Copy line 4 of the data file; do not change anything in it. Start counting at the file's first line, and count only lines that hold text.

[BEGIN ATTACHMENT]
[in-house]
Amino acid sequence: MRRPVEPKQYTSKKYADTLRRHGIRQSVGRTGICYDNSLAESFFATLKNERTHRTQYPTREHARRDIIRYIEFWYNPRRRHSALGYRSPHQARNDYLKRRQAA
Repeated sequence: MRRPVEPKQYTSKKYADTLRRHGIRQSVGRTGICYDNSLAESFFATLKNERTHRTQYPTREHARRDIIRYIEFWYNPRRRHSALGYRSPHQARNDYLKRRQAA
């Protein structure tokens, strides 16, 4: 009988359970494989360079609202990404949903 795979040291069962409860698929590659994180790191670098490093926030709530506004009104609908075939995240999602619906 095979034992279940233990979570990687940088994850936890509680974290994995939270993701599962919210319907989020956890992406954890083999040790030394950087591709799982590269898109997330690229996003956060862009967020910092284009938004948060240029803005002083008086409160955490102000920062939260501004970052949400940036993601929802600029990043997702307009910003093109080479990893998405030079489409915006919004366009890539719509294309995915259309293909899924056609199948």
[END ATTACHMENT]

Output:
């Protein structure tokens, strides 16, 4: 009988359970494989360079609202990404949903 795979040291069962409860698929590659994180790191670098490093926030709530506004009104609908075939995240999602619906 095979034992279940233990979570990687940088994850936890509680974290994995939270993701599962919210319907989020956890992406954890083999040790030394950087591709799982590269898109997330690229996003956060862009967020910092284009938004948060240029803005002083008086409160955490102000920062939260501004970052949400940036993601929802600029990043997702307009910003093109080479990893998405030079489409915006919004366009890539719509294309995915259309293909899924056609199948």